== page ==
Banana Prawn


Latin names: Fenneropenaeus merguiensis, F. indicus


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Wild Caught

Region:
Commonwealth waters

Key Facts

  • Banana prawns live in tropical Australian waters, and are short-lived and fast-growing. Commercial fisheries operate across northern Australia. This assessment relates to the Commonwealth-managed fishery which operates from western Cape York to the NT/WA border off the Kimberley.
  • Two species of banana prawn are caught in the Commonwealth-managed Northern Prawn Fishery; Red-legged banana prawns, which are a small part of the fishery, and mostly taken in Joseph Bonaparte Gulf, and White banana prawns, which are mostly taken in the Gulf of Carpentaria.
  • Banana prawns are caught in the Northern Prawn Fishery using trawl nets fished near the surface, around aggregations of breeding prawns that have been identified by spotter planes.
  • Abundance of banana prawns is strongly influenced by environmental factors. Populations of both species are likely in healthy condition.
  • The habitat impacts caused by the trawl fishing nets used are well understood, and the fishing approach used to target banana prawns in the Northern Prawn Fishery causes less disturbance to the seafloor than other prawn trawl fisheries.
  • Bycatch reduction measures are mandatory in these fisheries, and have reduced accidental turtle catches.
  • The fishery interacts with threatened species, including critically endangered species of sawfish, sea snakes and pipefish and is investing in reducing these impacts. Sawfish bycatch remains significant but is not thought to be driving further declines in population numbers.

More information

  • Commonwealth Northern Prawn Fishery (3,377t of white banana prawn, 652t of red-legged banana prawn in 2022)

Banana prawns are found in shallow estuaries and intertidal areas to depths of 45m. They live in turbid waters for much of their lifespan, inhabiting sheltered mangrove creeks as juveniles and relatively sheltered coastlines as juveniles.

The name ‘banana prawn’ refers to two species – white and red-legged banana prawns; both species live in tropical waters and are short-lived and fast-growing. The vast majority of product sold in the Australian market comes from the Commonwealth managed Northern Prawn Fishery, catching white banana prawns, which operates across northern Australia from western Cape York  to the NT/WA border..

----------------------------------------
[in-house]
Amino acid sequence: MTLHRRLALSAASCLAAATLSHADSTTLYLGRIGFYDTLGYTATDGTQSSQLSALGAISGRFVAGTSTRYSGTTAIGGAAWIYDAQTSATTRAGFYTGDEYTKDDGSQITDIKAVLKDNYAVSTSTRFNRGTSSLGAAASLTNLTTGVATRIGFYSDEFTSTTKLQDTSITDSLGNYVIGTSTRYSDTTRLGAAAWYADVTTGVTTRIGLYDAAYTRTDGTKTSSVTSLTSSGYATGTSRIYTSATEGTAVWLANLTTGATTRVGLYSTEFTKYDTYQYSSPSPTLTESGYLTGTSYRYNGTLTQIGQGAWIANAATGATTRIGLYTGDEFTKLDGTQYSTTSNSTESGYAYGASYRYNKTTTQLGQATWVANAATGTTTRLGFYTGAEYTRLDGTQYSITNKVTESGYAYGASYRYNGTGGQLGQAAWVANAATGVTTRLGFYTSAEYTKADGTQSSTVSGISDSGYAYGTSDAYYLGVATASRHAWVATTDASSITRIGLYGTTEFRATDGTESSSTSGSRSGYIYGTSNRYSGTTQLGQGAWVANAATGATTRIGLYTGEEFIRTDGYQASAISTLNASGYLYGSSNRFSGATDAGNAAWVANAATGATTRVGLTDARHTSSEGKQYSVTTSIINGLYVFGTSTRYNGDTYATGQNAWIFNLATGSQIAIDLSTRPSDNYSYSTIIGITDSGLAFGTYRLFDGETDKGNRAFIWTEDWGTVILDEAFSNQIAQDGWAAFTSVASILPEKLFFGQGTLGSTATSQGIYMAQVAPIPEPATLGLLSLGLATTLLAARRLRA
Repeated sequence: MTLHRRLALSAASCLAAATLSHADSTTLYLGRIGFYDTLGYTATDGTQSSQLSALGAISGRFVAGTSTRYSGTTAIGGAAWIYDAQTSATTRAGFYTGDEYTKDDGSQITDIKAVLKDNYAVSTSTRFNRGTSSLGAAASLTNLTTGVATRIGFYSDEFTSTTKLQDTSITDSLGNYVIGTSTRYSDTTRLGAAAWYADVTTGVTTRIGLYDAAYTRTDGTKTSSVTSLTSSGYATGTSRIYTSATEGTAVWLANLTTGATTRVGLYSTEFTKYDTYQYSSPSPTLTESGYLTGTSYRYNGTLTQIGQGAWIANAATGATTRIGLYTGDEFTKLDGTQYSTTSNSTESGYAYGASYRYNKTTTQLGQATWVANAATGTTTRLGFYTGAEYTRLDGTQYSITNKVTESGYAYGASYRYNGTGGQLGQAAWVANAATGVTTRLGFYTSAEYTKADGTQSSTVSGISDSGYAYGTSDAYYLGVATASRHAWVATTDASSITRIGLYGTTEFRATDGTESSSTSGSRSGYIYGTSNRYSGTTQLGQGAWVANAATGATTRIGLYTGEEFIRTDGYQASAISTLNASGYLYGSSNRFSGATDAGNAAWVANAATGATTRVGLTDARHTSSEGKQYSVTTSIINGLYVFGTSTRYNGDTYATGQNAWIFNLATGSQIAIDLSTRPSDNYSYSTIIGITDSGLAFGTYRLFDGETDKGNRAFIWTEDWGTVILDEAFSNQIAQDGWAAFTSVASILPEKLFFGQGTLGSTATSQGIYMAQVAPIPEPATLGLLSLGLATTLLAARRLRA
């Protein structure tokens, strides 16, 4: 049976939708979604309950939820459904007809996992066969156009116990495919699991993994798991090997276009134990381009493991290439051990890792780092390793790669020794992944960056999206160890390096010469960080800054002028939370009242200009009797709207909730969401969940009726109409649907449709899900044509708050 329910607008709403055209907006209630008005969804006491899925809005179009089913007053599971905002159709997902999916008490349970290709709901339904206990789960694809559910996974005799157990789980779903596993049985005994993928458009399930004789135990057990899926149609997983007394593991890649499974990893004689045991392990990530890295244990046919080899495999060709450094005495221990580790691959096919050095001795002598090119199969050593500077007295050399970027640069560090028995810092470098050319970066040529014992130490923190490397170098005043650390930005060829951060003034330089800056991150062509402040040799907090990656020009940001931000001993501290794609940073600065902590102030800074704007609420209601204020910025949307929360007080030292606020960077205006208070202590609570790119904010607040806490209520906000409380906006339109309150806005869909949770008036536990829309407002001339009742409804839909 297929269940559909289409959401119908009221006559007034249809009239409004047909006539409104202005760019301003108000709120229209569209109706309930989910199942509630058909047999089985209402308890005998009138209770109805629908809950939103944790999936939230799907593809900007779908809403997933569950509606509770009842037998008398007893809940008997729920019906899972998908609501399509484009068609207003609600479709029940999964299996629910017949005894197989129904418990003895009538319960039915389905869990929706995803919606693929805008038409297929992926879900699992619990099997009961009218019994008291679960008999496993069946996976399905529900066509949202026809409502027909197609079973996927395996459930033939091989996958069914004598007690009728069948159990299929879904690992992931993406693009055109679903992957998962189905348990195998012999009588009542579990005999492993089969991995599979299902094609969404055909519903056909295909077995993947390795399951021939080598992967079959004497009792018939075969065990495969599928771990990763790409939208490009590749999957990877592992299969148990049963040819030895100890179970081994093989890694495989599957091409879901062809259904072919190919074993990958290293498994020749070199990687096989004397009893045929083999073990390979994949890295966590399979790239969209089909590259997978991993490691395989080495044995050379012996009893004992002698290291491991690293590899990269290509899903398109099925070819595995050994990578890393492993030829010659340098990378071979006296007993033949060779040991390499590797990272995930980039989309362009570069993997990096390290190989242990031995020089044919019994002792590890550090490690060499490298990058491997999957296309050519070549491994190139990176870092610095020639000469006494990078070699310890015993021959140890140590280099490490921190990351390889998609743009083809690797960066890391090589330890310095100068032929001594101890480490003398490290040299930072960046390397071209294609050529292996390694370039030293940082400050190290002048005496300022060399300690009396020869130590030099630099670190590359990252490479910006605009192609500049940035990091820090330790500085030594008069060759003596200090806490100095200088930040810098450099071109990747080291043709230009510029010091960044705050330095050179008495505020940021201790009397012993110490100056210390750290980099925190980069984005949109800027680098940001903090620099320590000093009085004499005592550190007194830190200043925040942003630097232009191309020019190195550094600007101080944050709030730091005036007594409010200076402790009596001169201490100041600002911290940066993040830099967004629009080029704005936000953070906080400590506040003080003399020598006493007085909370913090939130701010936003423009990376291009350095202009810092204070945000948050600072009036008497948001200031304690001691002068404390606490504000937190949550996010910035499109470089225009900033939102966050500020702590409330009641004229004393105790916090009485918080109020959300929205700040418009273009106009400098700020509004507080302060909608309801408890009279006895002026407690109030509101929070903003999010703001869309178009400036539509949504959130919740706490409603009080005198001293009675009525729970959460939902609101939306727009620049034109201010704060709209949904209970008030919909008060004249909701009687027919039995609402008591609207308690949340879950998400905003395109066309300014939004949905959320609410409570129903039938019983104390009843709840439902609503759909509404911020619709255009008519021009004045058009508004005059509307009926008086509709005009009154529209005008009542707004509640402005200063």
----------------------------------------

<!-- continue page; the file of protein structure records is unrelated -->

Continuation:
In the Commonwealth managed fishery, spotter planes are used to find ‘boils’ or dense aggregations of banana prawns at the sea surface. Trawlers then target these aggregations, which means most of the trawling for banana prawns occurs above the seafloor and habitat damage is reduced. Abundance of both species is strongly influenced by environmental factors, particularly variations in wet season rainfall. Scientific assessments indicate that the red-legged banana prawn population is healthy, and while scientific assessment of white banana prawn abundance is not considered possible, long-term fishing records give confidence that fishing pressure on their populations is sustainable.

The habitats where fishing takes place are relatively well understood in Commonwealth waters, tend not to support sensitive marine communities and are fairly resilient to disturbance. However, relatively little of the areas in which the fisheries operate is protected in spatial closures or marine parks.

Bycatch reduction devices and Turtle exclusion devices are used in fishing nets, and reduce the amount of threatened and other species that are caught and killed in fishing gear. However, threatened species bycatch remains an issue in the Northern Prawn Fishery.

Catches of sea snakes remains high in the fishery, although there is no indication that sea snake populations are declining as a result of fishing activity. Endangered sawfish are caught in the fishery every year, and it is difficult to design modified fishing gear to reduce sawfish mortalities; the shape of their rostrums means they are especially prone to entanglement. The fishing industry has been proactive in researching solutions, and although recent levels of sawfish bycatch may not be driving population declines, action to directly reduce the impact of fishing on sawfish will be required to ensure the fishery maintains an amber GoodFish ranking in future.

The Commonwealth fishery has robust and transparent management arrangements in place, including observer programs, requirements to report discards, assessments of the risk of the fishery to threatened species, successful plans in place to reduce bycatch, and management actions in place to rectify issues in the fishery should they occur. It is likely these management arrangements will maintain the progress of this  fishery to reduce the impact on endangered wildlife in future.

Commonwealth marine parks may provide a degree of protection for endangered species and marine habitats. However it is notable that sectors of this industry secured significant reductions in the area of the fishery protected from trawling.